Fourth Amendment: Scope of Privacy Rights in Arizona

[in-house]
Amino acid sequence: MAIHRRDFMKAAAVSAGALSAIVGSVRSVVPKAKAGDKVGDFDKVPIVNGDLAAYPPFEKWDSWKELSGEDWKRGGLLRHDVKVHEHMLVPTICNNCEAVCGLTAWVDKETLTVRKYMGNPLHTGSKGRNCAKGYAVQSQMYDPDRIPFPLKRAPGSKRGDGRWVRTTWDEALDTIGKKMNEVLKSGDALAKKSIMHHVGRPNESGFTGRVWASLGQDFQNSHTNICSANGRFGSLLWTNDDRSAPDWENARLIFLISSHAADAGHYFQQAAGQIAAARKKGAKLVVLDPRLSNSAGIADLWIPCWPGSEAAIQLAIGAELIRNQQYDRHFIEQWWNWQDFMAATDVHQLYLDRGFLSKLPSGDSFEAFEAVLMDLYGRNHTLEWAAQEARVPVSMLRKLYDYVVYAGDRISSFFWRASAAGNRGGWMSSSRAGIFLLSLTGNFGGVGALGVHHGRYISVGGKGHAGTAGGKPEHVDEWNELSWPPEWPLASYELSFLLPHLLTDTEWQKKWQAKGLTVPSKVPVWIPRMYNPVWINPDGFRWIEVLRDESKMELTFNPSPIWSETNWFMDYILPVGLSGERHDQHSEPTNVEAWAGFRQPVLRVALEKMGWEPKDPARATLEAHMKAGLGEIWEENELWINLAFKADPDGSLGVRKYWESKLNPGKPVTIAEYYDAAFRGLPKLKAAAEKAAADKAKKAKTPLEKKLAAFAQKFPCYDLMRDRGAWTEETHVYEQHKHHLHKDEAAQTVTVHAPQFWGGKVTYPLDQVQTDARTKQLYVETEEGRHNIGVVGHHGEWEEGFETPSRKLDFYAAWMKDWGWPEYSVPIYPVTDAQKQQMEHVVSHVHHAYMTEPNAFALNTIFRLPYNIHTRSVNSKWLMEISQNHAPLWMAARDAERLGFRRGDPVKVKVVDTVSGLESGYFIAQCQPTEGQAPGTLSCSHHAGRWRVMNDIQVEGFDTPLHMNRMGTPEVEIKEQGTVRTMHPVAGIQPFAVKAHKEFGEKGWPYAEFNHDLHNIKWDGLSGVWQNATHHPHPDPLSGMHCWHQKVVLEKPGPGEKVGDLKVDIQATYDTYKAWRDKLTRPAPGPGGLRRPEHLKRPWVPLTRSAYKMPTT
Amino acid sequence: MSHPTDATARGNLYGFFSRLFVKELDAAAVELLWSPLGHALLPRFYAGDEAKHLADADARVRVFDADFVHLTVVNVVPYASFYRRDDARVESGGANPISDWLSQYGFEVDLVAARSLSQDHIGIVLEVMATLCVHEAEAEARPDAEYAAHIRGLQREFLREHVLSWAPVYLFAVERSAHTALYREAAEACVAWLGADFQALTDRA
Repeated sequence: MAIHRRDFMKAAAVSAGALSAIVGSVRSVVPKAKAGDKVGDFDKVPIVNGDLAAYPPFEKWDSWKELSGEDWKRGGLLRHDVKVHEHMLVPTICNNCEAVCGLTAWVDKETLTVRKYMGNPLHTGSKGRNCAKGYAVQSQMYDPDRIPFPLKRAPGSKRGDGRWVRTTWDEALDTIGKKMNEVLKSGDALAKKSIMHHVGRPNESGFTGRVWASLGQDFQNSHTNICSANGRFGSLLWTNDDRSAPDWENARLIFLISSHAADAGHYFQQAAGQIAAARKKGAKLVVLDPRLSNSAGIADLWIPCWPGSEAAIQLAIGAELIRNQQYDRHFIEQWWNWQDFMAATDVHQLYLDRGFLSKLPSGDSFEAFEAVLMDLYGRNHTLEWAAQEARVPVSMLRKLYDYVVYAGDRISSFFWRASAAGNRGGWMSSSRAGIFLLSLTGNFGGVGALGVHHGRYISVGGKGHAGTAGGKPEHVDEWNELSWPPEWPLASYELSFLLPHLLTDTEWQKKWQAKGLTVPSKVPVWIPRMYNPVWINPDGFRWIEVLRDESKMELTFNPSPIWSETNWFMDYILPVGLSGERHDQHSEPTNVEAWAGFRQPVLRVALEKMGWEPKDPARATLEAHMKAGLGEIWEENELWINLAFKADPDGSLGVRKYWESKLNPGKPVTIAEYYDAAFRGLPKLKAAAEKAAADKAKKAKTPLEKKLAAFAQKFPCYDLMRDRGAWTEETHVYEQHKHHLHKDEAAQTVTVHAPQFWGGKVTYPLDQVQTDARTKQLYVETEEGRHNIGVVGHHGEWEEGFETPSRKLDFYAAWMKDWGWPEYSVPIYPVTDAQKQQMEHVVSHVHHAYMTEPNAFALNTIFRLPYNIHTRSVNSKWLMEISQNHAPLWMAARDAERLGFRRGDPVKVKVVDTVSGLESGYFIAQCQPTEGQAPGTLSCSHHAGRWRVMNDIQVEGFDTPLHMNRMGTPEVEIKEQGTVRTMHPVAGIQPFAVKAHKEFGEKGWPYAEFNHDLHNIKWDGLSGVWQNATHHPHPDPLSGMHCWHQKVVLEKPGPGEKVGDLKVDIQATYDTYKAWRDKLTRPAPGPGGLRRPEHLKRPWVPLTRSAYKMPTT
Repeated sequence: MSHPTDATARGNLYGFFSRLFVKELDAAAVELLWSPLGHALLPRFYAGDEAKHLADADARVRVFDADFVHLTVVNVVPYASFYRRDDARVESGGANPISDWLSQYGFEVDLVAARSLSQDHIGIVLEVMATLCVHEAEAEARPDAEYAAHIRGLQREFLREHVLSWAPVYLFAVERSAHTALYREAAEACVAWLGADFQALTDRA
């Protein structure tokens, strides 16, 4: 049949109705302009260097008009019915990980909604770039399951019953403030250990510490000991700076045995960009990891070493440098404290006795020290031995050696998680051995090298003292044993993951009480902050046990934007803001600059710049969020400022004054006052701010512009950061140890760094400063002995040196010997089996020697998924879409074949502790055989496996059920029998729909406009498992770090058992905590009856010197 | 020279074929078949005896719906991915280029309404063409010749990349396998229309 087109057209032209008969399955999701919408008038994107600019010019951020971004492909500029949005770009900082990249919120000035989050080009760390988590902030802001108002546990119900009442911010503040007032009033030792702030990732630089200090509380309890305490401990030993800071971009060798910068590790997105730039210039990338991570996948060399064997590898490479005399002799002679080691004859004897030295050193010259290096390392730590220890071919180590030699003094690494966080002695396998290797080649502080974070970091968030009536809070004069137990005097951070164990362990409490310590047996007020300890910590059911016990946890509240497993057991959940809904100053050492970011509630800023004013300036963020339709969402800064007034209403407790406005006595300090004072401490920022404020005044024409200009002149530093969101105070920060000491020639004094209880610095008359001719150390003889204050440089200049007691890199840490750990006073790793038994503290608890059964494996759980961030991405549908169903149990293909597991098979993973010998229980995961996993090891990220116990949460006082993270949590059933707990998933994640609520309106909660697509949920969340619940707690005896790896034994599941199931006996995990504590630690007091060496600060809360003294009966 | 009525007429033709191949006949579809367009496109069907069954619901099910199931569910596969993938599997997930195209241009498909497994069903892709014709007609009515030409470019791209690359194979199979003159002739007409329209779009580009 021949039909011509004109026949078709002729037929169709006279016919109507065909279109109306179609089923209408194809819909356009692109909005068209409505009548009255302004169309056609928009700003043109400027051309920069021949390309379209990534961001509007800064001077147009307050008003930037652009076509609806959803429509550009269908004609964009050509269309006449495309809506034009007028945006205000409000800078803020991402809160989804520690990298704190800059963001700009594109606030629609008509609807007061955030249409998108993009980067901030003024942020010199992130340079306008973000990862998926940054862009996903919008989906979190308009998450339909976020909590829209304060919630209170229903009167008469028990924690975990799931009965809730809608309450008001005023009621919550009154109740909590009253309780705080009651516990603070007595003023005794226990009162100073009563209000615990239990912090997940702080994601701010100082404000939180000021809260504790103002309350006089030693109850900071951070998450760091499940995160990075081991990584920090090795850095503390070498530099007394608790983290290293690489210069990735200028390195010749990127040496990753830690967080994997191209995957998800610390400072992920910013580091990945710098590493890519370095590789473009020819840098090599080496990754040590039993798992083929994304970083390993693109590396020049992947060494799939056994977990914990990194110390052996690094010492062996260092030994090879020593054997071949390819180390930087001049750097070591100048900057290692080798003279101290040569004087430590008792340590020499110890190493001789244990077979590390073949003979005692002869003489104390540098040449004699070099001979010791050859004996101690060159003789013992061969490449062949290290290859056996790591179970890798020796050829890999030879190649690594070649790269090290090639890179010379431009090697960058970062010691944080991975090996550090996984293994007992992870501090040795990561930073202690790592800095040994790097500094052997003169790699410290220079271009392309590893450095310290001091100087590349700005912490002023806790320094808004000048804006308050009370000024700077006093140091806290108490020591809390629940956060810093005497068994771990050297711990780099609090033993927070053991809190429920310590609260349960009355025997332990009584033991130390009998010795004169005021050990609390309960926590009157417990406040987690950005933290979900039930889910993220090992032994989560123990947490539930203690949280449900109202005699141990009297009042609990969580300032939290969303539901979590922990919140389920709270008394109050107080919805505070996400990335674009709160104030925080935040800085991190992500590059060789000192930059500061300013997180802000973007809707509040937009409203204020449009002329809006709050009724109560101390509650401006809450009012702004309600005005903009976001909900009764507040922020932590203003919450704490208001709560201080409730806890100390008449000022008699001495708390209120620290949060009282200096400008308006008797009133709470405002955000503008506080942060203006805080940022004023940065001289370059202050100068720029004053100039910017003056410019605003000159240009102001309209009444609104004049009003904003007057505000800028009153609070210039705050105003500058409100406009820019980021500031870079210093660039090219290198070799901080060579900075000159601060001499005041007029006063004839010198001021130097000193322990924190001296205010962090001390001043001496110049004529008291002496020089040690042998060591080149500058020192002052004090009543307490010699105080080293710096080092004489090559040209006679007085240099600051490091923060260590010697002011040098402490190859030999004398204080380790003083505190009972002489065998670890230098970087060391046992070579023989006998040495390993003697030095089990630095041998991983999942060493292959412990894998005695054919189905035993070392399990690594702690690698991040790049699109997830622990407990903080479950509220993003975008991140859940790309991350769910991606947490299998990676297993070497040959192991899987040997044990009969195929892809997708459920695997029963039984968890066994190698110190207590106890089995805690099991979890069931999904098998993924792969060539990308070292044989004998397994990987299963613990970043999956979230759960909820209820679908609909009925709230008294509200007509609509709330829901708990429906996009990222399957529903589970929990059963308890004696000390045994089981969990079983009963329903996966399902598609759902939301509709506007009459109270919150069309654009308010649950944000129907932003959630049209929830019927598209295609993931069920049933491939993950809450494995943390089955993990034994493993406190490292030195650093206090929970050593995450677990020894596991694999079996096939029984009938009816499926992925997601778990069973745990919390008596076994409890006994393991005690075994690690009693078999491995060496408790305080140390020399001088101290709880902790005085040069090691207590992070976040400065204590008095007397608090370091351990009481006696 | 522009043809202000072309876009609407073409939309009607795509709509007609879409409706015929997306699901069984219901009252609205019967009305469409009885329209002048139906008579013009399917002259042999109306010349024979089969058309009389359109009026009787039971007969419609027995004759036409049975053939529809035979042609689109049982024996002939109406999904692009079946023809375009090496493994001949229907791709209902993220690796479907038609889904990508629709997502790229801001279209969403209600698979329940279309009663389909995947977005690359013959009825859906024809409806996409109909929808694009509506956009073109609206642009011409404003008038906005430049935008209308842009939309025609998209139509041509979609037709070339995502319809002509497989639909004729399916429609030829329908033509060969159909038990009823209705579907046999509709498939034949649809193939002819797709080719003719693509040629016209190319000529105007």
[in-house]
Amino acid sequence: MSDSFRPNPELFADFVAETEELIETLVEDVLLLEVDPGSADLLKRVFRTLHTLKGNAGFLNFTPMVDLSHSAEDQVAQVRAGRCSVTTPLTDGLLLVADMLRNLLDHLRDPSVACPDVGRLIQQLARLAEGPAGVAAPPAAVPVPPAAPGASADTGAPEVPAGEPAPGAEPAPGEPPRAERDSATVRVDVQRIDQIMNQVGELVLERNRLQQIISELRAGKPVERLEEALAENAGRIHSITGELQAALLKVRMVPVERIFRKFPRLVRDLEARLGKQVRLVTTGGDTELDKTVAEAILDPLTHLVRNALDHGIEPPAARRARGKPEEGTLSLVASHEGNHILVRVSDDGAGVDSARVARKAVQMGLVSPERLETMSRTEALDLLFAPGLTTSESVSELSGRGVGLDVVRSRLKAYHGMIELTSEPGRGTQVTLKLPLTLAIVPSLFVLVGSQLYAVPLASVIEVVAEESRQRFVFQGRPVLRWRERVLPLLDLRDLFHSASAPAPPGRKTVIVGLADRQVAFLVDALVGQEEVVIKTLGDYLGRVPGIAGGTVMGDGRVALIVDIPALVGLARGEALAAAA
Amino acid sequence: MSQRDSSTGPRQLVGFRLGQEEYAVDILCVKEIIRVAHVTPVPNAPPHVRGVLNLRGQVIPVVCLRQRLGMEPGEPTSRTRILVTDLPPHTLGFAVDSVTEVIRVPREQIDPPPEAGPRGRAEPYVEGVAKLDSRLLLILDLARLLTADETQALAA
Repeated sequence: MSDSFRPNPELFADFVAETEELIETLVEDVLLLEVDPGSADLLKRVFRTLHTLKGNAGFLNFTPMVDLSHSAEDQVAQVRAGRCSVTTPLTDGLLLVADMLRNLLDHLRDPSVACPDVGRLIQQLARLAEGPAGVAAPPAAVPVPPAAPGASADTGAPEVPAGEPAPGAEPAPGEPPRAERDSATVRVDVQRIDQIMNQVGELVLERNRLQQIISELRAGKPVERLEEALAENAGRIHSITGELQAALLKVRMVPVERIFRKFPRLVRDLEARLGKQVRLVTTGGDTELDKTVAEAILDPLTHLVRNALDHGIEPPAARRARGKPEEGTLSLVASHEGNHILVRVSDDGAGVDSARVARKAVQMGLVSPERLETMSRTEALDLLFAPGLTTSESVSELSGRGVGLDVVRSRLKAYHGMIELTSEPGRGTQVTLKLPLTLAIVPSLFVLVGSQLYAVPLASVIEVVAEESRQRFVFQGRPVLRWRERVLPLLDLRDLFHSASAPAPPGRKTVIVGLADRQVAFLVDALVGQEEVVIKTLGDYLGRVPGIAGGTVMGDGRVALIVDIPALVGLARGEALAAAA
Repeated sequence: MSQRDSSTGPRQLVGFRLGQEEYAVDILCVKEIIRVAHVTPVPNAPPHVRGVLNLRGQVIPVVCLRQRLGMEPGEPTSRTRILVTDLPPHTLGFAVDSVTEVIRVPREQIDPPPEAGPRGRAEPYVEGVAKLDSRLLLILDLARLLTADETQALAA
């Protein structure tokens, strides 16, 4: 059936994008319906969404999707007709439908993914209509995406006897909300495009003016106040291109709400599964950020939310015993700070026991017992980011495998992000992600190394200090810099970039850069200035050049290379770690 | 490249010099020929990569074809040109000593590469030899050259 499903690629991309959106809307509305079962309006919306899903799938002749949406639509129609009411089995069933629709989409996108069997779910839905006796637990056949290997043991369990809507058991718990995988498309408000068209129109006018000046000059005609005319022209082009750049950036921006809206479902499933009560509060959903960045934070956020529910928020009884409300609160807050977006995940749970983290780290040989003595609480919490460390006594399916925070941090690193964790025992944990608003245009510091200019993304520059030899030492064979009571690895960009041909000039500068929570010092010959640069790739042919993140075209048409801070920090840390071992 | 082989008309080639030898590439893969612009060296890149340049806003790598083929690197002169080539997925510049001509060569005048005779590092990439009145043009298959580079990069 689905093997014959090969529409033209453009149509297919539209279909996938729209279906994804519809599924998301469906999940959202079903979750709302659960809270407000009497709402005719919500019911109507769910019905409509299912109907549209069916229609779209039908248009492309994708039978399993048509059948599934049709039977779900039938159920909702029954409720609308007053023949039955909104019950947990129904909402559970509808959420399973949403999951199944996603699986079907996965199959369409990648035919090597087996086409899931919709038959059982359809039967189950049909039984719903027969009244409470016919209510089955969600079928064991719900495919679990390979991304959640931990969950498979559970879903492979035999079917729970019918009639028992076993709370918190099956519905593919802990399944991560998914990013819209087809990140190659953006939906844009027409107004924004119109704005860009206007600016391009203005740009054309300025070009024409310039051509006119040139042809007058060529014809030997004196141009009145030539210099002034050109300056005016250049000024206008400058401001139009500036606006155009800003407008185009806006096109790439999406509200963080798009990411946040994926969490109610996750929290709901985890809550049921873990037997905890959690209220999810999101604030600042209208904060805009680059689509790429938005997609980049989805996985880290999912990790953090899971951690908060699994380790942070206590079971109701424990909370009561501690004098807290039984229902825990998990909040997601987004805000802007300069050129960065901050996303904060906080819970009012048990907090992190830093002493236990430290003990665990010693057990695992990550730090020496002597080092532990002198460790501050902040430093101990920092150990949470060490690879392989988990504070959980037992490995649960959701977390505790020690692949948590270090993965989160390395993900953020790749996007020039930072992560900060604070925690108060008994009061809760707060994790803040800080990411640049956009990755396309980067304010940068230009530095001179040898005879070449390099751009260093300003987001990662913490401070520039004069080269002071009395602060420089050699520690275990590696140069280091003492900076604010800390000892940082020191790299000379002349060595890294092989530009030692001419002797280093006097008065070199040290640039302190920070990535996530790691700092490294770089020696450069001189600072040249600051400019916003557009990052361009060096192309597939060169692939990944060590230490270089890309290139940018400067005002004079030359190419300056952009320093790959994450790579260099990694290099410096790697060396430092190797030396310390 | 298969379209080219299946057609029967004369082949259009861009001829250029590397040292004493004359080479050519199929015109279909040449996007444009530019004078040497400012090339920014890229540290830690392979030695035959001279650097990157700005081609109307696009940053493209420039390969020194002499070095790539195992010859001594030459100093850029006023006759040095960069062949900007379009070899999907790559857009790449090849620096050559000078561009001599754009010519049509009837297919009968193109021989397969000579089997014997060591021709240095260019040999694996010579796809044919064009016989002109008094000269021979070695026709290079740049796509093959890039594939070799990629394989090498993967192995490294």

Arizona’s Supreme Court has recently granted certiorari and will soon consider a case which could determine the permissible scope of when an officer may legally frisk the companion(s) of a person taken into police custody. The state’s Supreme Court will review the current Arizona Court of Appeals decision that held law enforcement cannot simply frisk a legally detained person’s companion(s) as a routine police practice. However, the Court of Appeals decision also held that officers may lawfully frisk companion(s) of those legally detained where officer safety reasonably justifies the privacy infringement. The Court of Appeals indicated a number of factors that could impact whether a frisk is reasonably justified to include the nature of the person’s relation to the detained individual, the number of officers on scene, the environment at the time of the detainment and frisk and other possible circumstances surrounding a specific detainment and frisk. The case at bar stems from the frisk of Appellant who challenges his conviction for possession of marijuana based on the assertion that the frisk in his case constituted an unlawful search in violation of the Fourth Amendment’s privacy guarantees.